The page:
Waldo G. Leland: A Founder of the National Archives

Today’s post comes from Michael J. Hancock from the National Archives History Office. Waldo Leland Portrait. (Records of the National Archives) In the hallowed halls of the National Archives you’ll find portraits of the distinguished line of Archivists of the United States. They almost seem to look back at you with a sense of pride … Continue reading Waldo G. Leland: A Founder of the National Archives

Facial Hair Friday: General Winfield Scott Hancock

Today is Facial Hair Friday, and we’re taking a look back at Union General Winfield Scott Hancock, whose statue sits across the street from the National Archives Building in Washington, DC. Today’s post comes from Michael J. Hancock in the National Archives History Office. When you think of the name Hancock, the image of an … Continue reading Facial Hair Friday: General Winfield Scott Hancock

Lights, Camera, Archives!

Today's post comes from Joseph Gillette, an archivist at the National Archives in College Park.   For many people, the National Archives’ media presence begins and ends with the movie National Treasure. But the Archives has been a centerpiece to many media productions in its history. This was certainly the case during the Golden Age of … Continue reading Lights, Camera, Archives!

Facial Hair Friday: Archivist of the United States Bert Rhoads

Fifth Archivist of the United States James Berton “Bert” Rhoads (Archivist: 1968–1979) had many distinctions. He was the youngest person to become Archivist; he started the National Archives annual Fourth of July celebrations; and he presided over the Archives during the largest influx of genealogy researchers during the Roots era. He also sported a nice mustache. … Continue reading Facial Hair Friday: Archivist of the United States Bert Rhoads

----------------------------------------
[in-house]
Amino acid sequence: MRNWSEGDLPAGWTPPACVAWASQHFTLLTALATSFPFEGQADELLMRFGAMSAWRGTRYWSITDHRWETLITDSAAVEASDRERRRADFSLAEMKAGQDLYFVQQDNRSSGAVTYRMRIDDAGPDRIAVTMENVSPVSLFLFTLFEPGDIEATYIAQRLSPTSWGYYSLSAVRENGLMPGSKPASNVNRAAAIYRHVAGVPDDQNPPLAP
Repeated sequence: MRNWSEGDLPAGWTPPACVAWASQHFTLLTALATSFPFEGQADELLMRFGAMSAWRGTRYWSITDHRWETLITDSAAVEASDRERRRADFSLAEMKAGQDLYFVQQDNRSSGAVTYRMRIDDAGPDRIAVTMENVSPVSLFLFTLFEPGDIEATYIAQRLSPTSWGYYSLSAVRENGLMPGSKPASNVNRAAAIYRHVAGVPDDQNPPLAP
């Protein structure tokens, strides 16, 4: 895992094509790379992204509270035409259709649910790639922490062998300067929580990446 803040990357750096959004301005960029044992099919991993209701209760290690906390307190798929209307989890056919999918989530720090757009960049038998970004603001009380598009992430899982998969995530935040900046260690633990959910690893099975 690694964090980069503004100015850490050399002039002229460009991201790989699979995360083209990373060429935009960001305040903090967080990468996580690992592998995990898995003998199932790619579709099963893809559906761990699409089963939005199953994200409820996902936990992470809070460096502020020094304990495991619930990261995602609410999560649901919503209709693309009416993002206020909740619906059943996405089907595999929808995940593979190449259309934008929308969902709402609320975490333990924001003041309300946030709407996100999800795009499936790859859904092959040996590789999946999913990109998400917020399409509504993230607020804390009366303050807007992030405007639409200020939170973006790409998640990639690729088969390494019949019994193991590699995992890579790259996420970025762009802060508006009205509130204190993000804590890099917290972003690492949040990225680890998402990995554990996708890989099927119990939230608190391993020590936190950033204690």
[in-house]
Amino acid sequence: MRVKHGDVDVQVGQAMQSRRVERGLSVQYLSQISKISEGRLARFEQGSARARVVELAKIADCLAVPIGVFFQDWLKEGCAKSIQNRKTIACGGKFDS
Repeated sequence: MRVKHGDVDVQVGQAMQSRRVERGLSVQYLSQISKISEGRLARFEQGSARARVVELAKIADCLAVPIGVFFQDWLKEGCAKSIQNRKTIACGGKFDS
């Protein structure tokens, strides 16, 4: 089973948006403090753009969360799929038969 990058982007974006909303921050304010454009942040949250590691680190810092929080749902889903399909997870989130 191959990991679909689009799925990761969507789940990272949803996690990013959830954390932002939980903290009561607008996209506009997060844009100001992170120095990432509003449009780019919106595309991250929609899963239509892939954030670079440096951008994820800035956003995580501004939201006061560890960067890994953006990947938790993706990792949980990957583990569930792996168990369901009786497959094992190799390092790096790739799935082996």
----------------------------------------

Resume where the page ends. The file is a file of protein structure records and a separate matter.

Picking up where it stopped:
Josephine Cobb’s Discovery of a Lifetime

March is Women’s History Month! Visit National Archives News to see how we're celebrating. Today’s post comes from Michael Hancock in the National Archives History Office. According to the old saying, a picture is worth a thousand words. But in the case of Josephine Cobb and her 1952 discovery in a Civil War–era photograph, it’s worth … Continue reading Josephine Cobb’s Discovery of a Lifetime

Mr. and Mrs. Claus Were Not Communists

Today's post comes from Alan Walker, an archivist at the National Archives at College Park. Ha, you probably thought I was speaking of that jolly old elf and the missus. Nope. This story begins in 1936, soon after the publication of what would become a standard: Consumers Union Reports. It was the first publication devoted … Continue reading Mr. and Mrs. Claus Were Not Communists

Notorious RBG at the National Archives

This year we have Supreme Court Justice Ruth Bader Ginsburg’s returning to the National Archives on December 14, 2018, for our annual Bill of Rights Day naturalization ceremony. Today's post comes from Danielle Sklarew in the National Archives History Office. When Ruth Bader Ginsburg visited the National Archives on August 26, 1993—16 days after she … Continue reading Notorious RBG at the National Archives